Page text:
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Nation loses 4 code talkers, others in 2019

Nation loses 4 code talkers, others in 2019


In 2019, the Navajo Nation mourned the passing of four Navajo Code Talkers, leaving only five left of the heroic dynasty.

The late New Mexico state Sen. John Pinto, who was a Navajo Code Talker, was considered the longest-serving member of the senate, having been first elected into office in 1977 and served until he passed on May 24, 2019.

Just before he passed on he was bestowed an honorary doctorate from Navajo Technical University.

“As a senator and a code talker he has always pushed Navajo Technical University for funding,” said NTU President Elmer Guy during NTU’s May commencement. “We are honoring that past that has made the university what it is today. In that context, we are honoring Senator Pinto with an honorary doctorate.”

As a unit, the Navajo Code Talkers are revered worldwide. Having fought in World War II and helped to win the war by using their Navajo language as an unbreakable code, they are seen as superheroes.

But for each Navajo Code Talker their accomplishments in life didn’t end after the war was over. For most it was just the beginning of a long career.

Navajo Times | Donovan Quintero
The family of the late state Sen. John Pinto attends his funeral on May 30 at the Sacred Heart Cathedral in Gallup.

The late Fleming Begay fought in WWII, but afterwards he was a school guidance counselor, businessman, and even gave fiduciary assistance to the establishment of Navajo Community College.

In June, Navajo Code Talker William Tulley Brown passed away. He had received multiple awards for his service, including the American Campaign Medal, Asiatic-Pacific Campaign Medal, Navy Occupation Service Medal, World War II Victory Medal and Honorable Service Lapel Button.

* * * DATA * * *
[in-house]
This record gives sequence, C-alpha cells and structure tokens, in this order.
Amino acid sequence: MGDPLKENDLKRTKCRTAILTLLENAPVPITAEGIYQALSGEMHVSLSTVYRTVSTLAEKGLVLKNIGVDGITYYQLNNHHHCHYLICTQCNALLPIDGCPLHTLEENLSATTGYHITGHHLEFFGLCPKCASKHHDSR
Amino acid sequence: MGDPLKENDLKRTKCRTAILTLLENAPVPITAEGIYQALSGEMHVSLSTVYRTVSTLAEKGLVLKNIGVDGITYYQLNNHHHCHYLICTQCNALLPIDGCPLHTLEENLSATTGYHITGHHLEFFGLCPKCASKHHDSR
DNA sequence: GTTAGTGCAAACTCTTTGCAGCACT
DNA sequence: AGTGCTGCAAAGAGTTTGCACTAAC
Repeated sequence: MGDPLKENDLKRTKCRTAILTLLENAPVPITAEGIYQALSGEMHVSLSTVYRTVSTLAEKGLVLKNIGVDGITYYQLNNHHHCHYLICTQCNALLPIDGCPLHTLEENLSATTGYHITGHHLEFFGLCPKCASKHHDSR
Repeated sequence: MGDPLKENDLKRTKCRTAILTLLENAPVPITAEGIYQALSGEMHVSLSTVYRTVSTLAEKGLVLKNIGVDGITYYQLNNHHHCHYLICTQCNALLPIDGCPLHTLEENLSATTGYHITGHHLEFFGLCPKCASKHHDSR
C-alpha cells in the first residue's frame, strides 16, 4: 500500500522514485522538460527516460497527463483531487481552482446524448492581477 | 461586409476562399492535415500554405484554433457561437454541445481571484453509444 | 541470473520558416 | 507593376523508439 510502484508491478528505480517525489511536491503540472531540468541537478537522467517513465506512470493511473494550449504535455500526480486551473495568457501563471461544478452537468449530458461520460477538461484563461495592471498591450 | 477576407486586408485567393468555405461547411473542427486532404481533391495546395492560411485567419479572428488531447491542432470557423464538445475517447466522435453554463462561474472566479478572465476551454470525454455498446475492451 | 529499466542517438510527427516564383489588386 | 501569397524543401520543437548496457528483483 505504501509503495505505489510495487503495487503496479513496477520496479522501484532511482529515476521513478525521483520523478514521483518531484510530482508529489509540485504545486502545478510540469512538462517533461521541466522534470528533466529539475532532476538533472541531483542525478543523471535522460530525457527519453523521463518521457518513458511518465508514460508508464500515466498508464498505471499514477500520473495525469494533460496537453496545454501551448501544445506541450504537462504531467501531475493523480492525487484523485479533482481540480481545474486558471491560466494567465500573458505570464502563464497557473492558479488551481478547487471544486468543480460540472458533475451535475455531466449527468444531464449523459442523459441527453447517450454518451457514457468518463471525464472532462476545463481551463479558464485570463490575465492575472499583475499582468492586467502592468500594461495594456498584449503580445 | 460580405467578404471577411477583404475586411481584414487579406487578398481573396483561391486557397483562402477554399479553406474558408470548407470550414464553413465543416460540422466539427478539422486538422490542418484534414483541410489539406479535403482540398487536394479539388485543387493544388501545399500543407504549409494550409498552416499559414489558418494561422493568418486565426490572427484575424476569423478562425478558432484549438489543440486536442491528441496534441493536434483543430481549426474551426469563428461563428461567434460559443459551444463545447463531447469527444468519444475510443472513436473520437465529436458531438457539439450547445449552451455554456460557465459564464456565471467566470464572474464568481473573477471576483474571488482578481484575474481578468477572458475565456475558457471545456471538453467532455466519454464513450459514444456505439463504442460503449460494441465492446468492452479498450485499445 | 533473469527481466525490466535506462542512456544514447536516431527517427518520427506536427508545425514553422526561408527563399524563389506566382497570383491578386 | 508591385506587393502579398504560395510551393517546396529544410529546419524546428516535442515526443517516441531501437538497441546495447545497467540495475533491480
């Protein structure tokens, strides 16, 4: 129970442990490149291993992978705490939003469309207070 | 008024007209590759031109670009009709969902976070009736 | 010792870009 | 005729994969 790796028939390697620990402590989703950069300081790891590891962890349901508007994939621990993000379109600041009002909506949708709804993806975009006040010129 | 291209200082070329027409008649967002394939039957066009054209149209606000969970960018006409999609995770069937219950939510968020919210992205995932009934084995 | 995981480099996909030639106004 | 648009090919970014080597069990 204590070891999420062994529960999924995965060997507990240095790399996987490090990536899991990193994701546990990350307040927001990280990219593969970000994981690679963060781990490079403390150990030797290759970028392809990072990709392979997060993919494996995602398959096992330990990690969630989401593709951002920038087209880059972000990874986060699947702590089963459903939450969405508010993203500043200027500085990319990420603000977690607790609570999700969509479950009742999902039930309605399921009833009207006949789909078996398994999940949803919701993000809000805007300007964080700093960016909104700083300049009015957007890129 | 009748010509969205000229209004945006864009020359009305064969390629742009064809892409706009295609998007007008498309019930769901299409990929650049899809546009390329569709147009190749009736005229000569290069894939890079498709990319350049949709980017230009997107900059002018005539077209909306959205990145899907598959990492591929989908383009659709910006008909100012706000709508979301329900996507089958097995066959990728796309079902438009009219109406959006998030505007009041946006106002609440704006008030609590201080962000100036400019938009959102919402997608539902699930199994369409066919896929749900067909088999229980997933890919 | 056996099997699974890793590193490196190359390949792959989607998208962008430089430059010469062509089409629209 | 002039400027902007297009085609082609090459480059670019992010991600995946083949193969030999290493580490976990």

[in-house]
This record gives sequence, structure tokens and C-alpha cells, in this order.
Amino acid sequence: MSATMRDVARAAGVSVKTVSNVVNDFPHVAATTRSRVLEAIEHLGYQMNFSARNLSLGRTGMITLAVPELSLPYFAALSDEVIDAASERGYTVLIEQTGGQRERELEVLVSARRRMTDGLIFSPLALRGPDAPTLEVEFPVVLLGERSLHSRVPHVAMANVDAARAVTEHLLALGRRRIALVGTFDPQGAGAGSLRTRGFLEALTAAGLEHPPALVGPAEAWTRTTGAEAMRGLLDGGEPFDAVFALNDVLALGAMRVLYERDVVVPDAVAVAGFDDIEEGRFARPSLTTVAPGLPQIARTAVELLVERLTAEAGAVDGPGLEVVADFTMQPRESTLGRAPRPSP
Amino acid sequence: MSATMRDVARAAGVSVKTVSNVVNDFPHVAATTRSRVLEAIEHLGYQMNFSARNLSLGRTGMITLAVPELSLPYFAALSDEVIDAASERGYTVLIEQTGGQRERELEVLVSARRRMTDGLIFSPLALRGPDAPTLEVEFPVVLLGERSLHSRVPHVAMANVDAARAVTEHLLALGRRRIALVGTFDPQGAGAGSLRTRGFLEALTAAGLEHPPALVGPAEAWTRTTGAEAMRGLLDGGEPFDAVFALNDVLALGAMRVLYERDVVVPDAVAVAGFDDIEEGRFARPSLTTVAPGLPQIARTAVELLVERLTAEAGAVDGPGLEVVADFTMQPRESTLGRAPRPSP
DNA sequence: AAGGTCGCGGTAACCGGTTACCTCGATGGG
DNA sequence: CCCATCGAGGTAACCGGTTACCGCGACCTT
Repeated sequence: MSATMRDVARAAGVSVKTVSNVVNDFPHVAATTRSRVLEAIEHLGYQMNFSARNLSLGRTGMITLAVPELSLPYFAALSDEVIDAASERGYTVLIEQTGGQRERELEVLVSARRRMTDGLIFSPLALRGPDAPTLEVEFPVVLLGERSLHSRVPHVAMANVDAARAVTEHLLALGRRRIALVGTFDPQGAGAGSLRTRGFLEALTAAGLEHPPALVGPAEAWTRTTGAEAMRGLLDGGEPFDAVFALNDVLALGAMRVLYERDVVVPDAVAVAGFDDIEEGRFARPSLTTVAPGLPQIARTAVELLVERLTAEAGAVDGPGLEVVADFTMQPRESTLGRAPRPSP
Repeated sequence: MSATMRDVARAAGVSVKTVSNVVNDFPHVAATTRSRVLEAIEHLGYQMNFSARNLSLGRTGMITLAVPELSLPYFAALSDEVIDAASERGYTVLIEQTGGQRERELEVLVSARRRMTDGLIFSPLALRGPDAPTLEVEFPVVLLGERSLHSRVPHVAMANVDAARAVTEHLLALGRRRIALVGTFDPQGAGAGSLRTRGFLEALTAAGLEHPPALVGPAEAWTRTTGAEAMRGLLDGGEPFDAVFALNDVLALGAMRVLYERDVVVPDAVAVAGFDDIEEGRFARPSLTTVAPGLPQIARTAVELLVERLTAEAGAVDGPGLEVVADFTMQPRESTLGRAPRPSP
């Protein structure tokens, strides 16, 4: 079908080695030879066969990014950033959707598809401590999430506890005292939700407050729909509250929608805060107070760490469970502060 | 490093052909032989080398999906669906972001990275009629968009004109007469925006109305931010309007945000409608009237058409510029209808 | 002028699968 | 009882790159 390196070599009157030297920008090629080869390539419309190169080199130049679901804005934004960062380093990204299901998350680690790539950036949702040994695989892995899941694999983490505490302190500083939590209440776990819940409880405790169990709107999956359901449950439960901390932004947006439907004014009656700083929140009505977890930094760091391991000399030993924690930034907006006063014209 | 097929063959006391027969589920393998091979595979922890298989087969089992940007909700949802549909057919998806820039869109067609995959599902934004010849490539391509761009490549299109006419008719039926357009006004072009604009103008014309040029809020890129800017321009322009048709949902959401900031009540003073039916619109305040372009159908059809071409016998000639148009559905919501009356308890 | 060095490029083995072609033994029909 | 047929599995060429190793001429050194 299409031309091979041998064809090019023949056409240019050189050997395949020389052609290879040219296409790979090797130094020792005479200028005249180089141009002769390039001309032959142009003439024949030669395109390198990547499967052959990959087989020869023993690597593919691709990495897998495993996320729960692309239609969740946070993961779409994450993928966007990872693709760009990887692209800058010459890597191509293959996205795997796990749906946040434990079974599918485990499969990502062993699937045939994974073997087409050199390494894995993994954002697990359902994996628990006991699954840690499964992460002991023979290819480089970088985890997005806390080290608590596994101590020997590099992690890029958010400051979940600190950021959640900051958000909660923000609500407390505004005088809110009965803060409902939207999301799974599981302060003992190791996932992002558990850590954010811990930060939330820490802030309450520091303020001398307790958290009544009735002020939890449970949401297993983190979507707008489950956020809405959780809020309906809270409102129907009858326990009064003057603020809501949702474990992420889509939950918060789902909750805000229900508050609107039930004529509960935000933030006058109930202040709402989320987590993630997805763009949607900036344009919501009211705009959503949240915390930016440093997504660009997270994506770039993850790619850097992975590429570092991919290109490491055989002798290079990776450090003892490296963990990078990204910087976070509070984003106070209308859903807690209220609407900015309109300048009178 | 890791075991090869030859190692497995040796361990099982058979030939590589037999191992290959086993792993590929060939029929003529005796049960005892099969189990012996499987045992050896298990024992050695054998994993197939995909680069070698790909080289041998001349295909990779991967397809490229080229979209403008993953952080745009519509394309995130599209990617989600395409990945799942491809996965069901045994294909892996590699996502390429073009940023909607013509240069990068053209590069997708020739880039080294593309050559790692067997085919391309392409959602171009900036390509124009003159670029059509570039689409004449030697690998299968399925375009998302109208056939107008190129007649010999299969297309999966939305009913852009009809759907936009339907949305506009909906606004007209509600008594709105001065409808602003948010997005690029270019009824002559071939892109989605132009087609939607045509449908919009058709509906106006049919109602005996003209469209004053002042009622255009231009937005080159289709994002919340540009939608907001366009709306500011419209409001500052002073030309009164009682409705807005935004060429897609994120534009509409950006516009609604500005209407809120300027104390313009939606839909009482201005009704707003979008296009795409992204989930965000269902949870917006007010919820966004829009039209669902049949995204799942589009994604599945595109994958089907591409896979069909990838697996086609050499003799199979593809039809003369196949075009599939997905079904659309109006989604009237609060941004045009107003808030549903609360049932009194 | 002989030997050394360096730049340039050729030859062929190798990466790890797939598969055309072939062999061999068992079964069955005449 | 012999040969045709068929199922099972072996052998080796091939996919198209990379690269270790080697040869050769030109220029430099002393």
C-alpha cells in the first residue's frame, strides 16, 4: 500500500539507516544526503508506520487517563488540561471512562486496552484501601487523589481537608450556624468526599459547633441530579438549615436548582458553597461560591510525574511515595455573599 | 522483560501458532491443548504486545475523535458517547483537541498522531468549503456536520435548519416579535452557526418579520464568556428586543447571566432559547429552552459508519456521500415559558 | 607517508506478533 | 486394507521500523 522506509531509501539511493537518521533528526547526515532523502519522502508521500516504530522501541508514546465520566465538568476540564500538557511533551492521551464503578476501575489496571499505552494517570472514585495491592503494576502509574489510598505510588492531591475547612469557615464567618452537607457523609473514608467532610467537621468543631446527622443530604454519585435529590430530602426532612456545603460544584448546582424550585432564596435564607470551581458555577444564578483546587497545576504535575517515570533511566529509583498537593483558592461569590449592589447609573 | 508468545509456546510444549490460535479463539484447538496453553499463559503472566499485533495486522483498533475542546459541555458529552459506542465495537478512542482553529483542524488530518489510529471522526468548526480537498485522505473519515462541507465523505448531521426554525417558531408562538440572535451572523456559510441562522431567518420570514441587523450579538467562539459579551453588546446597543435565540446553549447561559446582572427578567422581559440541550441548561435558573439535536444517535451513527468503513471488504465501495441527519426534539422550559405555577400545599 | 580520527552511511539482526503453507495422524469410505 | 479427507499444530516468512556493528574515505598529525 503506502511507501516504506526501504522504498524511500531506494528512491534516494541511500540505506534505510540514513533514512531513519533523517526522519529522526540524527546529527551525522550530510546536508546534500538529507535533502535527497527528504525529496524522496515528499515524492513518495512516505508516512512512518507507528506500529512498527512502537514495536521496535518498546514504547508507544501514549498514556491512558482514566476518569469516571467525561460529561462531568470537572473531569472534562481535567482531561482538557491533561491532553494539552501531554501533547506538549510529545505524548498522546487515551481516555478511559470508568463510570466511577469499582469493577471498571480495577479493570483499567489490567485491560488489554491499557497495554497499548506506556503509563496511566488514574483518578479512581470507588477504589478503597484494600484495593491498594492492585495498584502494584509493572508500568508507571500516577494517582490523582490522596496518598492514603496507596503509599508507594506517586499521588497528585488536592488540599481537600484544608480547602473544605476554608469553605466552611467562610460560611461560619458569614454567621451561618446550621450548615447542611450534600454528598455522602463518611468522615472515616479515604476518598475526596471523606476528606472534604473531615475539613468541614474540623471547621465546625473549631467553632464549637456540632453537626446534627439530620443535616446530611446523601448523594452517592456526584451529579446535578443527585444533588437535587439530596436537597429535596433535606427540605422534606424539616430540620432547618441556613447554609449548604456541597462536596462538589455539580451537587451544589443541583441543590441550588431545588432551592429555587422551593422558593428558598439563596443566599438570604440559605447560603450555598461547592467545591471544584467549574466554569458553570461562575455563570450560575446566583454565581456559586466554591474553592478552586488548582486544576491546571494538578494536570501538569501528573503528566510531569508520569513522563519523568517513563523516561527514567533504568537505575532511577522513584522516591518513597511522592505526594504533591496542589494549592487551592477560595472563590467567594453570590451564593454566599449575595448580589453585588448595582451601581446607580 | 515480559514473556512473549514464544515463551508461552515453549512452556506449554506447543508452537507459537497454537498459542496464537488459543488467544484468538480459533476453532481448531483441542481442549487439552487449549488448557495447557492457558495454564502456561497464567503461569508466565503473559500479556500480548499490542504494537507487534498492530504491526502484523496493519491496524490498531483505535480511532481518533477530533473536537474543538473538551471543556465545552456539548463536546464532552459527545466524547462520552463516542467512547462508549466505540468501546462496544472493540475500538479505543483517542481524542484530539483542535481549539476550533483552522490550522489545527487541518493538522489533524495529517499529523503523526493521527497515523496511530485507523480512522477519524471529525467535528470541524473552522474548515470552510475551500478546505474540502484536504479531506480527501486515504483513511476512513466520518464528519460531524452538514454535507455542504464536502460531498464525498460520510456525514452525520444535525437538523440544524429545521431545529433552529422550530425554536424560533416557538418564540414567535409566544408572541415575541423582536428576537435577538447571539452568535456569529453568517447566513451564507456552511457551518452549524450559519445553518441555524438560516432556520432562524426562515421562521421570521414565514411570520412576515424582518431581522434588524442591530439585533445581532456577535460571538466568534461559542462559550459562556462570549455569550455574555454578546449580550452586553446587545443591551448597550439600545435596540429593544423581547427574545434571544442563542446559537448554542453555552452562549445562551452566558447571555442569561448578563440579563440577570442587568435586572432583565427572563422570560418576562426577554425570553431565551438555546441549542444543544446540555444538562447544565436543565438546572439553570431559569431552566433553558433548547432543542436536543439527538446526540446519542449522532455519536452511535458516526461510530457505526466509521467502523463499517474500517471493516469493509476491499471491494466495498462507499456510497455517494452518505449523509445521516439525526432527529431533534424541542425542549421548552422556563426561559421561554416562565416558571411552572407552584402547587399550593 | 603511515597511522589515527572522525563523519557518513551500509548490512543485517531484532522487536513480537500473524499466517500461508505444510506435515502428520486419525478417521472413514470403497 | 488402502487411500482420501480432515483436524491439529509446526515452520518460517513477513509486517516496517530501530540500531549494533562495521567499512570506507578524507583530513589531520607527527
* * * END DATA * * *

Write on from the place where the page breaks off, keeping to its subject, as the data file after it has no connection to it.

At the beginning of the year, Navajo Code Talker Alfred K. Newman passed away. While in the Marines he was in the 1st Battalion, 21st Marine Regiment, and 3rd Division from 1943 to 1945. He was honorably discharged and received the Congressional Medal of Honor.

This year also saw the passing of former instructor of English and advanced reading at Diné College LaFrenda Frank, who also was an editor at Salina Bookshelf in Flagstaff.

She worked with Evangeline Parsons-Yazzie on her novels of the Long Walk beginning with “Her Land, Her Love”; with Rex Lee Jim to revise a bilingual work of poetry “Saad Lá Tah Hózhóón”; and with Cindy Yurth of the  Navajo Times on the two-volume set “Exploring the Navajo Nation Chapter by Chapter”.

She also worked with children’s authors including Daniel Vandever, author of “Fall in Line, Holden,” and Anita Poleahla, author of “Celebrate My Hopi Corn.”

In October, renowned Navajo artist James King, originally from Shiprock, passed away. You can see his paintings not only in the lobby of the Phil Thomas Performing Arts Center in Shiprock, but also the Heard Museum, the Museum of the American Indian, the Denver Airport, and many top-notch galleries and private collections all over the world.

Navajo Police Sgt. Lamar Martin had been with the Navajo Nation Police for 22 years when he passed away in November. Considered a natural leader, his superiors said he was bound to rise higher in the ranks before his untimely death.

Originally from Crownpoint, Martin was a Marine veteran and a member of the New Mexico National Guard.

Another notable passing of 2019 was that of the Navajo Generating Station. Whether you were against the power plant or for it, its passing leaves an impactful blow to hundreds of Navajo workers who depended on the jobs NGS had supplied.

Also impacted are the Navajo Nation’s and Hopi Tribe’s budgets. Navajo had relied heavily on the $40 million or so that NGS had brought in for the Nation each year.

About The Author

Arlyssa Becenti

Arlyssa Becenti reports on Navajo Nation Council and Office of the President and Vice President. Her clans are Nát'oh dine'é Táchii'nii, Bit'ahnii, Kin łichii'nii, Kiyaa'áanii. She’s originally from Fort Defiance and has a degree in English Literature from Arizona State University. Before working for the Navajo Times she was a reporter for the Gallup Independent. She can be reached at Follow her on Twitter at @abecenti


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